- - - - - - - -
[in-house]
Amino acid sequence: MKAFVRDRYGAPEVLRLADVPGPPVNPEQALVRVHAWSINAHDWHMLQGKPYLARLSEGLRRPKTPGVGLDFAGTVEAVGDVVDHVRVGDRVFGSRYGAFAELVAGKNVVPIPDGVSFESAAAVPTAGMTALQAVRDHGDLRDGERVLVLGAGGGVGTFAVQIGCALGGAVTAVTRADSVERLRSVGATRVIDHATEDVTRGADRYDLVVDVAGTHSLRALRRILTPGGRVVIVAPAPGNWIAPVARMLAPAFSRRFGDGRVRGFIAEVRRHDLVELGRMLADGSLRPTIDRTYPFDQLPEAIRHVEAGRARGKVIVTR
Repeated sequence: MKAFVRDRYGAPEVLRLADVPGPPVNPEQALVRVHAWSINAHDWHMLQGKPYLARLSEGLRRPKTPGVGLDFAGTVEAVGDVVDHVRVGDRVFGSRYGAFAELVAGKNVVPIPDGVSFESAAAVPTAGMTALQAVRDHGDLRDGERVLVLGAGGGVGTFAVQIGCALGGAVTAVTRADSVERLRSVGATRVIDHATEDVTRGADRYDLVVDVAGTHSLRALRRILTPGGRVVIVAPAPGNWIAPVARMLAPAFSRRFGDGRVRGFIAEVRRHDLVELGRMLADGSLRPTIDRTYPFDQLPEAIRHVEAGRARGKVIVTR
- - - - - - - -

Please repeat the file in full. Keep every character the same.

[in-house]
Amino acid sequence: MKAFVRDRYGAPEVLRLADVPGPPVNPEQALVRVHAWSINAHDWHMLQGKPYLARLSEGLRRPKTPGVGLDFAGTVEAVGDVVDHVRVGDRVFGSRYGAFAELVAGKNVVPIPDGVSFESAAAVPTAGMTALQAVRDHGDLRDGERVLVLGAGGGVGTFAVQIGCALGGAVTAVTRADSVERLRSVGATRVIDHATEDVTRGADRYDLVVDVAGTHSLRALRRILTPGGRVVIVAPAPGNWIAPVARMLAPAFSRRFGDGRVRGFIAEVRRHDLVELGRMLADGSLRPTIDRTYPFDQLPEAIRHVEAGRARGKVIVTR
Repeated sequence: MKAFVRDRYGAPEVLRLADVPGPPVNPEQALVRVHAWSINAHDWHMLQGKPYLARLSEGLRRPKTPGVGLDFAGTVEAVGDVVDHVRVGDRVFGSRYGAFAELVAGKNVVPIPDGVSFESAAAVPTAGMTALQAVRDHGDLRDGERVLVLGAGGGVGTFAVQIGCALGGAVTAVTRADSVERLRSVGATRVIDHATEDVTRGADRYDLVVDVAGTHSLRALRRILTPGGRVVIVAPAPGNWIAPVARMLAPAFSRRFGDGRVRGFIAEVRRHDLVELGRMLADGSLRPTIDRTYPFDQLPEAIRHVEAGRARGKVIVTR